Fertility Treatment is Does Not Put Women at Risk of Ovarian Cancer – But it is Complicated
Women who have received fertility treatment are not at increased risk of ovarian cancer, according to a new study.
A team of researchers from multiple institutes in the Netherlands investigated a group of around 40,000 women with fertility problems, of which around 30,000 had at least one IVF cycle between 1983-2000. They found no increased risk of ovarian cancer compared to those who had not.
Even after three or more IVF treatments and in the long term (twenty years), the risk of ovarian cancer was not increased.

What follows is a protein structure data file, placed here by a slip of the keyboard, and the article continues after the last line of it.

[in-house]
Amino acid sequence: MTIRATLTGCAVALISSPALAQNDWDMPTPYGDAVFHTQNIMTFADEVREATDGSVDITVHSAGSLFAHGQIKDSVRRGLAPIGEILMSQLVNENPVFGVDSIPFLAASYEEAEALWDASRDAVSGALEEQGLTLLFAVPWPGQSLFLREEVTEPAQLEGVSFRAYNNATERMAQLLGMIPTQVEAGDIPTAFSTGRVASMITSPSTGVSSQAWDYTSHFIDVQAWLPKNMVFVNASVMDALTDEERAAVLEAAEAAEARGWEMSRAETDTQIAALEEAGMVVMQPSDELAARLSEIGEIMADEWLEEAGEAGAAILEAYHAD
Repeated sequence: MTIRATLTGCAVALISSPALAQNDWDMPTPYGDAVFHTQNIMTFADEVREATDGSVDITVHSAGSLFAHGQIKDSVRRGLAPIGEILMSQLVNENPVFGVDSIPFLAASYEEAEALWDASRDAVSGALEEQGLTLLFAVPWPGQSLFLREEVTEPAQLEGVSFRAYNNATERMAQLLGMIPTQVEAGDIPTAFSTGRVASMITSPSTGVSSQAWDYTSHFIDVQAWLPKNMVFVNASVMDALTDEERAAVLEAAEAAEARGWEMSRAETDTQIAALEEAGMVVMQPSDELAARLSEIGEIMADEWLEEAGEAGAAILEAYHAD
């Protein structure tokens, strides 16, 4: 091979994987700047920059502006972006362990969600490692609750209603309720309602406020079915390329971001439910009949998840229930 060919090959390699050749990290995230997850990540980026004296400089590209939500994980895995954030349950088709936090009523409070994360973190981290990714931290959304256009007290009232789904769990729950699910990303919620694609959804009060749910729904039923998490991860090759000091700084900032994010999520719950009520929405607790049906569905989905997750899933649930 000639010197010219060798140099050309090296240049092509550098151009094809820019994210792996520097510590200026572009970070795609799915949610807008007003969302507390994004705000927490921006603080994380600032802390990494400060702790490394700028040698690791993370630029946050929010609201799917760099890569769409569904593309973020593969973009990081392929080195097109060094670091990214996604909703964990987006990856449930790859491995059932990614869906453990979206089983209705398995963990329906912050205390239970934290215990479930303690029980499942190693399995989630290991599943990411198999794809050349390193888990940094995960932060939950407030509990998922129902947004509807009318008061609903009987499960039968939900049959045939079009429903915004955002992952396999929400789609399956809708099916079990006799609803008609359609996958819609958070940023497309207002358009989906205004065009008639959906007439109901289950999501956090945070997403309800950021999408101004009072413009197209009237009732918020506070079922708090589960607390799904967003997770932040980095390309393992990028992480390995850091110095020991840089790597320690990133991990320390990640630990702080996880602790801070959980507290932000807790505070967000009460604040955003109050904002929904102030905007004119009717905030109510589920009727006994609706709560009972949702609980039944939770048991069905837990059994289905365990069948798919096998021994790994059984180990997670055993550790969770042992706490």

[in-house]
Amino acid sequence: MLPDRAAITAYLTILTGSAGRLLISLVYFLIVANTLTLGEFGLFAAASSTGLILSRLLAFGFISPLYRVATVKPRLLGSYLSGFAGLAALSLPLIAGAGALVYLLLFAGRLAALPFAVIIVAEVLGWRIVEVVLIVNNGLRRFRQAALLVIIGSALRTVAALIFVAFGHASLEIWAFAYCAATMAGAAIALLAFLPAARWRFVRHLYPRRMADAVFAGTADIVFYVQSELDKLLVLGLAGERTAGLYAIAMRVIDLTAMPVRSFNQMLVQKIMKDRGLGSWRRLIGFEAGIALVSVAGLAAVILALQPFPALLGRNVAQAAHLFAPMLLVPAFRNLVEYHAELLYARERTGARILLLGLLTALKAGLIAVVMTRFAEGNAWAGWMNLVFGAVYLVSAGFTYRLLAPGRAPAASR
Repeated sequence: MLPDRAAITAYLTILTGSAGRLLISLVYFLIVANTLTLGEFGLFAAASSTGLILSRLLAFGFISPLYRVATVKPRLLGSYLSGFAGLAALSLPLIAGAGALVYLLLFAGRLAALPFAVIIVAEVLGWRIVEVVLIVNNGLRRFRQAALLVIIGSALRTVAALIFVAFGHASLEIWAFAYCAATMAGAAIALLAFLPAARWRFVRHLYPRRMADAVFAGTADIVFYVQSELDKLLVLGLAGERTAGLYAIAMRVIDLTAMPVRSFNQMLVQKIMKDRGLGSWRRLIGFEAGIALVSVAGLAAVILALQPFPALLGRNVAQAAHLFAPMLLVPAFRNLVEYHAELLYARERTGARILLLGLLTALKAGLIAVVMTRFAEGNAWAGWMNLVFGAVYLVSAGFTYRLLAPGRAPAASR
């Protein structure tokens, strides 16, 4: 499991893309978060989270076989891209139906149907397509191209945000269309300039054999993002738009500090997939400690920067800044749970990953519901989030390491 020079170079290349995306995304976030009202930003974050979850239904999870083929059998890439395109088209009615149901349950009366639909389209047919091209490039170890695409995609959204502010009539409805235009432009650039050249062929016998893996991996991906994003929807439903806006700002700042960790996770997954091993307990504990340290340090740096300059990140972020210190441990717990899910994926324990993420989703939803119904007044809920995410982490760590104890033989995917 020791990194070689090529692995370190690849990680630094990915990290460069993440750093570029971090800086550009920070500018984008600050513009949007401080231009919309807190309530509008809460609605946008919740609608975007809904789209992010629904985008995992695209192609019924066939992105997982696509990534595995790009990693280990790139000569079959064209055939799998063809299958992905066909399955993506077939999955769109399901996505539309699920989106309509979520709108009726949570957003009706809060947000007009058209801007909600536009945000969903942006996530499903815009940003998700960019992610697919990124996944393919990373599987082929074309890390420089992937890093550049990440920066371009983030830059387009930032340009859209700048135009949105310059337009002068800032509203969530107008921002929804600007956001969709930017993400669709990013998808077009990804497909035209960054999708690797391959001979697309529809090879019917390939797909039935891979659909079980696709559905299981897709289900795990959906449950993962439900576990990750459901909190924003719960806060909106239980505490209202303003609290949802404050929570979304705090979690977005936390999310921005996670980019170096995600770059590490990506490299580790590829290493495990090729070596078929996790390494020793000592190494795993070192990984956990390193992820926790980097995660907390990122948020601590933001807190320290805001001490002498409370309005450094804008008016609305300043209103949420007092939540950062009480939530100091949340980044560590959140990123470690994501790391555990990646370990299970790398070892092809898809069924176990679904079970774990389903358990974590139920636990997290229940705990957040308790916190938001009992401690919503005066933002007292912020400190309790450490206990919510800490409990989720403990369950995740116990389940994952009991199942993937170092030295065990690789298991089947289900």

However, when women who had IVF treatment did get ovarian cancer, there is a higher risk that it will be invasive ovarian cancer compared with the general population. This is attributed to the high proportion of subfertile women who remain childless (whether or not they receive fertility treatment), claiming that childlessness is a known risk factor for ovarian cancer.
Supporting this, women who had more successful IVF cycles had a reduced risk of invasive ovarian cancer.
A limitation of the study is that ovarian cancer is very rare in women under 50 years of age, with the overall number of cancers detected very small. The lead author, Professor Flora van Leeuwen from the Netherlands Cancer Institute, said 'It is important to realise that even with the long follow-up in our study, the median age of the women at end of follow-up was only 56 years. As the incidence of ovarian cancer in the population increases at older ages, it is important to follow assisted reproductive technology-treated women even longer.'
Taken from an article by Dr Molly Godfrey